Tuesday, January 10, 2012
Could a Nicotine Patch Boost Memory?
A study being reported in various news media today gave dermal patches to 70 individuals, some with nicotine and others with a placebo.
"There were improvements in attention and memory performance in patients who took the nicotine patch compared to those with the placebo patch," lead researcher Dr. Paul Newhouse, a Vanderbilt University psychiatrist, told National Public Radio. "The placebo patients stayed the same or got worse."
Newhouse was quick to point out that the patch worked only on those who might show signs of Mild Cognitive Impairment, which is sometimes a precursor to Alzheimer's Disease. (Not everyone with MCI advance to Alzheimer's.) Those already diagnosed with latter-stage Alzheimer's likely would not see an improvement because the receptors in the brain that nicotine taps are already damaged by the disease.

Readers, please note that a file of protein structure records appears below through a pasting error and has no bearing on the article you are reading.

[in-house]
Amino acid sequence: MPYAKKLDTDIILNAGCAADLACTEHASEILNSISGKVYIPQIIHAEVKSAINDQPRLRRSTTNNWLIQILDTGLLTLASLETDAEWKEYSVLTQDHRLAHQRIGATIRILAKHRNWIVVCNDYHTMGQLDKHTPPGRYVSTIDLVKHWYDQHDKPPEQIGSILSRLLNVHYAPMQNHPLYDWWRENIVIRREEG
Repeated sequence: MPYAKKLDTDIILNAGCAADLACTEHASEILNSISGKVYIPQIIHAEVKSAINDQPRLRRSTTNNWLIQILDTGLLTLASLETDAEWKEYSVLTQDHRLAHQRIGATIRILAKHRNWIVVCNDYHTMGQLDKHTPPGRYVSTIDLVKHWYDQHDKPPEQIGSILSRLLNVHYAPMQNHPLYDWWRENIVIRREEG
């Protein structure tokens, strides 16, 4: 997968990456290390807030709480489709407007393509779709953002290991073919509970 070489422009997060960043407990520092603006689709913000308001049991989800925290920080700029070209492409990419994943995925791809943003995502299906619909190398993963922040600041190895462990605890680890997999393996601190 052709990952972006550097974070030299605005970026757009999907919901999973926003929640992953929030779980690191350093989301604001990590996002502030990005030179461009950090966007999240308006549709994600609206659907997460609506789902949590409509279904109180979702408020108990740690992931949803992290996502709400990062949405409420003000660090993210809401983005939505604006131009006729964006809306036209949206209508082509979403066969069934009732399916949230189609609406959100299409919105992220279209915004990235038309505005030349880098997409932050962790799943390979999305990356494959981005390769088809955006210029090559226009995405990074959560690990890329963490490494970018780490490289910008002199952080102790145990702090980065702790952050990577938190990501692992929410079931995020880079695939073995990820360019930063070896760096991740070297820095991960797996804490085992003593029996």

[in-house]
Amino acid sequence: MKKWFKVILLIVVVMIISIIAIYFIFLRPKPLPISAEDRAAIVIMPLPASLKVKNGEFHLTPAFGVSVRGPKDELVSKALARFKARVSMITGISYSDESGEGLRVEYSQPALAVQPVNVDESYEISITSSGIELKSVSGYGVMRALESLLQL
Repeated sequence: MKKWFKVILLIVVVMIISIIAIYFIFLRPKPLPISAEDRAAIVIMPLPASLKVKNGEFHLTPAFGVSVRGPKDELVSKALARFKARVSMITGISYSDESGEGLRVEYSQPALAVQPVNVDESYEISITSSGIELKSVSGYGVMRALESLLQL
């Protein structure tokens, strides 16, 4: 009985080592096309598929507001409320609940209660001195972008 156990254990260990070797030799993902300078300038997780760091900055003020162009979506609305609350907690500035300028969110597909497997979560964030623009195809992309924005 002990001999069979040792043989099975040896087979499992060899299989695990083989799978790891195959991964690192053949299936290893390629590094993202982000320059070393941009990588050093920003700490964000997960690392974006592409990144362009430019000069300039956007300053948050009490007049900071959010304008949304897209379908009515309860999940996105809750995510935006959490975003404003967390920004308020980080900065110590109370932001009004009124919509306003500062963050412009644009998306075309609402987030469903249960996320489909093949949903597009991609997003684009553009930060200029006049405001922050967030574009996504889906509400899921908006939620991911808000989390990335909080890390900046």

And the researchers caution that this limited study does not imply people with mild memory impairment should take up smoking, which has long been known to cause cancers and other life-threatening illnesses - including vascular dementia.
As the smoking rate in the U.S. continues to decline - it's currently around 15% of the population; 11.5% in California - the makers of nicotine patches will no doubt welcome the possibility of another use. But much more research is needed to see if introducing nicotine to the pristine system of a non-smoker is really the best way to obtaining a memory boost.
Article: Nicotine Patches Up Early Memory Loss